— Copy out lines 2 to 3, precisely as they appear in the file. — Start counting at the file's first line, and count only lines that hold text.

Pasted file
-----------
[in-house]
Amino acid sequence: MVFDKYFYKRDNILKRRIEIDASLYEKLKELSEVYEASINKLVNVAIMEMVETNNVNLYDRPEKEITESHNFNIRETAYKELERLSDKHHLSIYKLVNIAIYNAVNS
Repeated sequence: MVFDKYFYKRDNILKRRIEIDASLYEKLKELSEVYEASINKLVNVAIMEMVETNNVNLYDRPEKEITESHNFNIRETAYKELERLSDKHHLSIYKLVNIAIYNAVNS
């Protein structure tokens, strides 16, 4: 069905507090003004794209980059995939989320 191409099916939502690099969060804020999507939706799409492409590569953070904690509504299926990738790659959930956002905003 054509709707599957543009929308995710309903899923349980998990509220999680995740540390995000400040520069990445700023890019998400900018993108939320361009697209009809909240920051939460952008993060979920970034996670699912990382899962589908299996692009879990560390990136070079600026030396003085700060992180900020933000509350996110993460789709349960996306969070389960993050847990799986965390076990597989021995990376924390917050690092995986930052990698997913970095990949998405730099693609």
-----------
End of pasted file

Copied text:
Amino acid sequence: MVFDKYFYKRDNILKRRIEIDASLYEKLKELSEVYEASINKLVNVAIMEMVETNNVNLYDRPEKEITESHNFNIRETAYKELERLSDKHHLSIYKLVNIAIYNAVNS
Repeated sequence: MVFDKYFYKRDNILKRRIEIDASLYEKLKELSEVYEASINKLVNVAIMEMVETNNVNLYDRPEKEITESHNFNIRETAYKELERLSDKHHLSIYKLVNIAIYNAVNS